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Iraq PM orders investigation into abuses reported in Mosul battle

In January, Amnesty said Shia Iraq militias were engaged in a 'systematic pattern of violations' targeting the Sunni community
Iraqi forces patrol the Arabi neighbourhood north of Mosul after recapturing it from the Islamic State (IS) group on 22 January, 2017 during the ongoing military operation against the militants (AFP)

Iraqi Prime Minister Haider al-Abadi on Monday ordered an investigation into allegations that members of Iraq's security forces and a Shia paramilitary group had kidnapped and abused civilians in the campaign to take back Mosul from the Islamic State (IS) group.

Abadi also called on field commanders to make sure no human rights violations were committed under the cover of the war operations, according to an official statement.

A recording circulated on social media and on the Qatar-based Al Jazeera network on Saturday purported to show police officers summarily executing three unarmed men in a district of Mosul retaken from Islamic State.

On 5 January, Amnesty International said Iraq's Popular Mobilisation Units (PMUs) were engaged in a "systematic pattern of violations," including enforced disappearances, torture and unlawful killings targeting the Sunni community.

Popular Mobilisation is a coalition of predominantly Iranian-trained Shia groups, formed in 2014 to take part in the war on Islamic State. It became officially part of the Iraqi armed forces last year.

In January 2016, Human Rights Watch accused Shia militias of abducting and killing tens of Sunni civilians in central Iraq in retaliation for an IS bombing.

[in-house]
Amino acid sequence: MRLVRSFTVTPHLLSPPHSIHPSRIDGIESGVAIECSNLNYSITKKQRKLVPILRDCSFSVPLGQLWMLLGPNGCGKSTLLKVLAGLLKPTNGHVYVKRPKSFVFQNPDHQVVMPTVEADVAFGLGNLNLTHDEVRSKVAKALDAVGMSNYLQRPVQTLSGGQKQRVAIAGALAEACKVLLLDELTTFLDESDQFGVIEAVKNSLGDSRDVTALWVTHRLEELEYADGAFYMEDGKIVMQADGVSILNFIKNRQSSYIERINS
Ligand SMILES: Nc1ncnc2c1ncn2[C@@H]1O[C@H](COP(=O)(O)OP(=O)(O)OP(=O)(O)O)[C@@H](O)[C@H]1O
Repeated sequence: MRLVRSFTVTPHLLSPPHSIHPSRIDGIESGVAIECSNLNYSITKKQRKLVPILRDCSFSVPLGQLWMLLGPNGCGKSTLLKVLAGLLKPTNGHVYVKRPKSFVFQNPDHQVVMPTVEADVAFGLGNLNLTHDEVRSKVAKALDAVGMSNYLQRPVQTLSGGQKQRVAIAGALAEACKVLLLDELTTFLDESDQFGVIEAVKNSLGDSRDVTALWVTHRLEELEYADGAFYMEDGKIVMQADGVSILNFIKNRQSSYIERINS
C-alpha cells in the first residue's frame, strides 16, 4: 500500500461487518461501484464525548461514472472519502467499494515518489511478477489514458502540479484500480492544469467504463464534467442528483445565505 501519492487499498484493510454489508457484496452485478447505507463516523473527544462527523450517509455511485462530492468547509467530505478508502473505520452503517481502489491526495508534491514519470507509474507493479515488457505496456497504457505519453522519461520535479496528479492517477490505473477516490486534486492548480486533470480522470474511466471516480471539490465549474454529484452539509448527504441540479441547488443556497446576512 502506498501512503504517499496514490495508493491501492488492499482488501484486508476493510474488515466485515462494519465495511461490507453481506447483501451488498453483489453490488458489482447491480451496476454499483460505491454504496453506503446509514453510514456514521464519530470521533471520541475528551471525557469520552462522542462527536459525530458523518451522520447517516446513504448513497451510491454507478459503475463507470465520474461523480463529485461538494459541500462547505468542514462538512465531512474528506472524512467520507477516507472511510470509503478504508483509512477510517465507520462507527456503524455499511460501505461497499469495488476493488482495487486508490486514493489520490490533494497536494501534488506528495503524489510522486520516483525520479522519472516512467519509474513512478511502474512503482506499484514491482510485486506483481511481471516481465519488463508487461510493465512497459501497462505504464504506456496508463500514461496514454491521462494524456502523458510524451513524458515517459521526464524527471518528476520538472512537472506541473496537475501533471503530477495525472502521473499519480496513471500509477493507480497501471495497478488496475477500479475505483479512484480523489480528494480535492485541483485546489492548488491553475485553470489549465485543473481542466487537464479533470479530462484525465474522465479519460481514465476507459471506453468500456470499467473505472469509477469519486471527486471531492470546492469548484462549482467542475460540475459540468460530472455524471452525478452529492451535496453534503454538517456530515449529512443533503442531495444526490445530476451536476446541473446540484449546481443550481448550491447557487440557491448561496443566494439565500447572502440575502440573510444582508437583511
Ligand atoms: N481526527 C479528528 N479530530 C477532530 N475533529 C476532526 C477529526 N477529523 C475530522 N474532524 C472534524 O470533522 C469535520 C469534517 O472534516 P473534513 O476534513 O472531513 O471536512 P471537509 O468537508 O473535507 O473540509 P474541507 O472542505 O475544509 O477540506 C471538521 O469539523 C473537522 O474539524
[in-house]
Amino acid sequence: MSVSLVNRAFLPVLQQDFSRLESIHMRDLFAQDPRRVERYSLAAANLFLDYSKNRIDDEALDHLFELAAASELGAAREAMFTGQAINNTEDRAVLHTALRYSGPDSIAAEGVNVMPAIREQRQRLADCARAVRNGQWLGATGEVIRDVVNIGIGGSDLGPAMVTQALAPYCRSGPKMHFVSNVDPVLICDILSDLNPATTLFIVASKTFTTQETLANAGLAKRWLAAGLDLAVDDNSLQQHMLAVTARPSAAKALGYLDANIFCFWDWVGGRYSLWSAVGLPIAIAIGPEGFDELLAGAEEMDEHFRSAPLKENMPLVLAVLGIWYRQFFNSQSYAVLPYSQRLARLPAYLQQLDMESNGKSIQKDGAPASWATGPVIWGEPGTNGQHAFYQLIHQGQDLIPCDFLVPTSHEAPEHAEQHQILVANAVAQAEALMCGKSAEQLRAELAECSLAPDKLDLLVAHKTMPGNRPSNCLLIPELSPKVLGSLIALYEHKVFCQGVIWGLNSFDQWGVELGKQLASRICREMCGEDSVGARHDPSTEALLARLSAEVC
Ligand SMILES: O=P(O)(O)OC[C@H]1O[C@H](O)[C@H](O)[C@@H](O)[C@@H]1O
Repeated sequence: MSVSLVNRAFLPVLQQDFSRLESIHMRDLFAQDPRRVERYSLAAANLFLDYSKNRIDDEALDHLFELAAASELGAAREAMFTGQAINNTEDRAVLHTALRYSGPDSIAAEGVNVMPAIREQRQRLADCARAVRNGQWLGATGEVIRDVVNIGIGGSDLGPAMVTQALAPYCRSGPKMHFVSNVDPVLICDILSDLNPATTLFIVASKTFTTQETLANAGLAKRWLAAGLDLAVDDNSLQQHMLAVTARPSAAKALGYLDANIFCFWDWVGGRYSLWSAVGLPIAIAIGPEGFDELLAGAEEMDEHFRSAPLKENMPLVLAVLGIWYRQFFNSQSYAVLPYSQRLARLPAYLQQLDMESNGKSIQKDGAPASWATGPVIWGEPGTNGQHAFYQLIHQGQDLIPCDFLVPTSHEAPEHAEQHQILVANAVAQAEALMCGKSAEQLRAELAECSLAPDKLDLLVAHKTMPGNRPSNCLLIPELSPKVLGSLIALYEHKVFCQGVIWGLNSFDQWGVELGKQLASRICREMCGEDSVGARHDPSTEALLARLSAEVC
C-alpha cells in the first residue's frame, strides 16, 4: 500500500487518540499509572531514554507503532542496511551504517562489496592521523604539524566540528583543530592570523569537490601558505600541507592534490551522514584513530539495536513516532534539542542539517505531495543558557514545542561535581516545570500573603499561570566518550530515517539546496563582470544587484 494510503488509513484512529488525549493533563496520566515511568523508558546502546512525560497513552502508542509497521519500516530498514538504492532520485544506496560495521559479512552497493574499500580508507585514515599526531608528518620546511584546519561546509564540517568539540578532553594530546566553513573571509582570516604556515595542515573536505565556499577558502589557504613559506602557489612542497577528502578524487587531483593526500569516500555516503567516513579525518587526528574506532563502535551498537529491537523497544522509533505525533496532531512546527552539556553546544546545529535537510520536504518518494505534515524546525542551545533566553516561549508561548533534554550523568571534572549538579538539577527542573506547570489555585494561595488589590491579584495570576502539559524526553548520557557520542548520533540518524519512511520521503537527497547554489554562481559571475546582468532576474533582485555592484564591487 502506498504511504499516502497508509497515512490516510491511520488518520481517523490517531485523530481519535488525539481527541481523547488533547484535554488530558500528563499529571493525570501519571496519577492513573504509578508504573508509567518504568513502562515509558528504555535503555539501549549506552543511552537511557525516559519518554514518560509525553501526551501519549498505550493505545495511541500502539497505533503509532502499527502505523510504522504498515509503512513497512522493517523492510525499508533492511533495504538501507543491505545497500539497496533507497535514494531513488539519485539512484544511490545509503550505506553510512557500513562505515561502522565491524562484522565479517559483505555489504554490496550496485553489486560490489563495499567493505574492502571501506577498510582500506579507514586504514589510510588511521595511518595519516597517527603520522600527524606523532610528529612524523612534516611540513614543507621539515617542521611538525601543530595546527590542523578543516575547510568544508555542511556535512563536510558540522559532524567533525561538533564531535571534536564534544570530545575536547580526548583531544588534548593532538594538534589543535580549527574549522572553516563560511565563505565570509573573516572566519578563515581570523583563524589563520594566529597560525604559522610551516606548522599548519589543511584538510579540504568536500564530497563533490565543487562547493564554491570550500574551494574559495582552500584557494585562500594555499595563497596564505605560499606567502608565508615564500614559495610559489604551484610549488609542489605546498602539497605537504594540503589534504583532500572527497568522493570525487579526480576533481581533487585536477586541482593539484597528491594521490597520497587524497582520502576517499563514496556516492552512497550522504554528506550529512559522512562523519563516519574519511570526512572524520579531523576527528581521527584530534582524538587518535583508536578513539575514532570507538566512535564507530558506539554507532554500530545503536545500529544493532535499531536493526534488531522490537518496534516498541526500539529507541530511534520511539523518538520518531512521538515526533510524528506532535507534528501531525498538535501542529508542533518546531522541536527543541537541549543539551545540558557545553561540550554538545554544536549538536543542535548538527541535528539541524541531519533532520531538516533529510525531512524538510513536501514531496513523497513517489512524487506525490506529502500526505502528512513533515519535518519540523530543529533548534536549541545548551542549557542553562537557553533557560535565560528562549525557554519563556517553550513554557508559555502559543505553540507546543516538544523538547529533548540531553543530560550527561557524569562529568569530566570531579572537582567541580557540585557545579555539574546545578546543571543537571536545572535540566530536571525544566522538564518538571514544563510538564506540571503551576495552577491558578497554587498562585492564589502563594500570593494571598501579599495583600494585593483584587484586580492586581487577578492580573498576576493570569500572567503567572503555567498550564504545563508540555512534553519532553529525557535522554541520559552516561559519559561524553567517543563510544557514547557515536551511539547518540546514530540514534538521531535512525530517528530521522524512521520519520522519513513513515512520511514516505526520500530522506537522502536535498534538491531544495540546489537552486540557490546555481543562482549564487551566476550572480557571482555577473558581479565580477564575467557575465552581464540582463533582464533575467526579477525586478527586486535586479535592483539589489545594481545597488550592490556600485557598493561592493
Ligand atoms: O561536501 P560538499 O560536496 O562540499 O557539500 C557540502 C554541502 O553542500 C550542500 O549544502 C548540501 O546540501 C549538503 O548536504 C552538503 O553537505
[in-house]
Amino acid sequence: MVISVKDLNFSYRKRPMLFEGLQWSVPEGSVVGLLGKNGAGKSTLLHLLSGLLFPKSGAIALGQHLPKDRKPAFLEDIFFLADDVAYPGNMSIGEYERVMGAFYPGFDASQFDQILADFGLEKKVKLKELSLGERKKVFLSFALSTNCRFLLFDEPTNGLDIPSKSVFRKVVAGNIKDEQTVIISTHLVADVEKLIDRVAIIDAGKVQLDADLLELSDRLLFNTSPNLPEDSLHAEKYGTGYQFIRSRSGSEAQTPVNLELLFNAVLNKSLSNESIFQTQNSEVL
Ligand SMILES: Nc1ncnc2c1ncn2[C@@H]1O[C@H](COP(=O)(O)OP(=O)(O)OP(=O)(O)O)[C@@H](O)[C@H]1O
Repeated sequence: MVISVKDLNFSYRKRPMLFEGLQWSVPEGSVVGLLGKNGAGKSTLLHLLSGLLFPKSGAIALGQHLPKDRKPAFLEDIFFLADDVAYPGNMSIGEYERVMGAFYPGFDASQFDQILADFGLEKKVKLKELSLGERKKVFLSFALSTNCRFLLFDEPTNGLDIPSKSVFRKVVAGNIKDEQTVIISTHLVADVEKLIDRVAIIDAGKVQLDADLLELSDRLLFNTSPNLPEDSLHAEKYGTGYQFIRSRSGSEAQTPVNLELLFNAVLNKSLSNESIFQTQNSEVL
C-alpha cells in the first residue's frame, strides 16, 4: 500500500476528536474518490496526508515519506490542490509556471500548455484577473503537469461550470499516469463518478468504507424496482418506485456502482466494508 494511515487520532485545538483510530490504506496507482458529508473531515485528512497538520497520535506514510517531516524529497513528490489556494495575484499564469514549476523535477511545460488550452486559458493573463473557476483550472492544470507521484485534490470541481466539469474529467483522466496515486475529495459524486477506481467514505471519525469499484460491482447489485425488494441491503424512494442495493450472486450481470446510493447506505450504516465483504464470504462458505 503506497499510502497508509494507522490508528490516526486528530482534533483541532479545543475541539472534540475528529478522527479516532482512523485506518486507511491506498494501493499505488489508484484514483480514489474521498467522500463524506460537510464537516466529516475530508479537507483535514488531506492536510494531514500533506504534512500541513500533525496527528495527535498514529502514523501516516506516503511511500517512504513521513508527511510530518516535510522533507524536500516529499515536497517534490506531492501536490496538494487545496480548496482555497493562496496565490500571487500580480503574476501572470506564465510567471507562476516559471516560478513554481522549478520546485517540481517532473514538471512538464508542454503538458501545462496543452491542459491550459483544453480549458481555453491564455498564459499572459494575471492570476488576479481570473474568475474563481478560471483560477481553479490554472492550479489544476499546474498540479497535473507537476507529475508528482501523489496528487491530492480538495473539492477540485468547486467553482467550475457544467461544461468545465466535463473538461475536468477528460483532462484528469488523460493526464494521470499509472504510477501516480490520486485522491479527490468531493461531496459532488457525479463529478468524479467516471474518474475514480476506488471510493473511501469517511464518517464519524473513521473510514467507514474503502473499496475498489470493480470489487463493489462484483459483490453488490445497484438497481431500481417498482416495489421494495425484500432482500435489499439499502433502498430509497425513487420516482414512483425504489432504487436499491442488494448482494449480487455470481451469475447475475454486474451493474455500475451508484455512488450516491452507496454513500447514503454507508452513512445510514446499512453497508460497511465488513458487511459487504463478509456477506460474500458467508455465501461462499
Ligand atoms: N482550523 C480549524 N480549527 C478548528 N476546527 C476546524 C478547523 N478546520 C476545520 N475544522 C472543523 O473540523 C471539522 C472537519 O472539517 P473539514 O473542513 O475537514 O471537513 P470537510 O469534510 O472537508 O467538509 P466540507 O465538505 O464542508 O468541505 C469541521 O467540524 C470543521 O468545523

By the time the Iraqi state’s campaign against IS was in full swing, HRW was calling on the Iraqi government to prevent certain Shia militias from taking part in June’s operation to retake Mosul – citing the likelihood of mass human rights breaches.

The atrocities reached such a scale that the United Nations said in July that Shia militias had kidnapped 900 civilians – and executed as many as 50 of them – during the battle to take Fallujah from IS.

By October, Amnesty International had gathered enough testimony to release a report titled “Punished for Daesh’s crimes: Displaced Iraqis abused by militias and government forces.”

Amnesty accused pro-government Shia militias of committing war crimes by “by torturing, arbitrarily detaining, forcibly disappearing and extrajudicially executing thousands of civilians”.

A US-led coalition is providing air and ground support to the Iraqi forces in their campaign to take back Mosul from IS, which captured the city in 2014 and declared a caliphate that also spanned parts of Syria.